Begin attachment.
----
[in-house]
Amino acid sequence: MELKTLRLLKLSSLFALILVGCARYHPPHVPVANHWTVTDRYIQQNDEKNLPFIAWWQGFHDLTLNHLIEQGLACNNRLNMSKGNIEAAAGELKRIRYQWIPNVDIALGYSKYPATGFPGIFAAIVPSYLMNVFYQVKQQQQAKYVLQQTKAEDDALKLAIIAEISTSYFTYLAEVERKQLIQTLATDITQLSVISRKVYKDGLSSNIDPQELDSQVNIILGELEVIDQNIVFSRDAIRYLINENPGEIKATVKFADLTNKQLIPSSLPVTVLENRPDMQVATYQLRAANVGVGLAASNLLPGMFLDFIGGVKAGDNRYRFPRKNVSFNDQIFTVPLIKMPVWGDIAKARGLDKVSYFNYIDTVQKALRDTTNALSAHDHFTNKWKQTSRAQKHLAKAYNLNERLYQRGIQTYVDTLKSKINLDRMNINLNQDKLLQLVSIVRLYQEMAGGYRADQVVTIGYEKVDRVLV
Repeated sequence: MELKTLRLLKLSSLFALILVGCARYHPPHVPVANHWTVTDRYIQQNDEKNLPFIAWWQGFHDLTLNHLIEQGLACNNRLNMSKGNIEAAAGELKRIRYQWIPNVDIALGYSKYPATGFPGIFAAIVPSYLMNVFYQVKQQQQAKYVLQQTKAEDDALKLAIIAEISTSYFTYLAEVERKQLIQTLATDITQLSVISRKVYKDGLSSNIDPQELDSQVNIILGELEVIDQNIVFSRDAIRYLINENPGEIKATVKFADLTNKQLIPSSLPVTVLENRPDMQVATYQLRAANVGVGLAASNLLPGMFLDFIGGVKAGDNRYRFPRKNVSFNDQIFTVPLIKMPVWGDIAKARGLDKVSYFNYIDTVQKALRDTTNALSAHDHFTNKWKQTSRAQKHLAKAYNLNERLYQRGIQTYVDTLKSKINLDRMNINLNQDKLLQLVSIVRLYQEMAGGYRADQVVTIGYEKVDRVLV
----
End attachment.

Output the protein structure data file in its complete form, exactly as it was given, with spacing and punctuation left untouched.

[in-house]
Amino acid sequence: MELKTLRLLKLSSLFALILVGCARYHPPHVPVANHWTVTDRYIQQNDEKNLPFIAWWQGFHDLTLNHLIEQGLACNNRLNMSKGNIEAAAGELKRIRYQWIPNVDIALGYSKYPATGFPGIFAAIVPSYLMNVFYQVKQQQQAKYVLQQTKAEDDALKLAIIAEISTSYFTYLAEVERKQLIQTLATDITQLSVISRKVYKDGLSSNIDPQELDSQVNIILGELEVIDQNIVFSRDAIRYLINENPGEIKATVKFADLTNKQLIPSSLPVTVLENRPDMQVATYQLRAANVGVGLAASNLLPGMFLDFIGGVKAGDNRYRFPRKNVSFNDQIFTVPLIKMPVWGDIAKARGLDKVSYFNYIDTVQKALRDTTNALSAHDHFTNKWKQTSRAQKHLAKAYNLNERLYQRGIQTYVDTLKSKINLDRMNINLNQDKLLQLVSIVRLYQEMAGGYRADQVVTIGYEKVDRVLV
Repeated sequence: MELKTLRLLKLSSLFALILVGCARYHPPHVPVANHWTVTDRYIQQNDEKNLPFIAWWQGFHDLTLNHLIEQGLACNNRLNMSKGNIEAAAGELKRIRYQWIPNVDIALGYSKYPATGFPGIFAAIVPSYLMNVFYQVKQQQQAKYVLQQTKAEDDALKLAIIAEISTSYFTYLAEVERKQLIQTLATDITQLSVISRKVYKDGLSSNIDPQELDSQVNIILGELEVIDQNIVFSRDAIRYLINENPGEIKATVKFADLTNKQLIPSSLPVTVLENRPDMQVATYQLRAANVGVGLAASNLLPGMFLDFIGGVKAGDNRYRFPRKNVSFNDQIFTVPLIKMPVWGDIAKARGLDKVSYFNYIDTVQKALRDTTNALSAHDHFTNKWKQTSRAQKHLAKAYNLNERLYQRGIQTYVDTLKSKINLDRMNINLNQDKLLQLVSIVRLYQEMAGGYRADQVVTIGYEKVDRVLV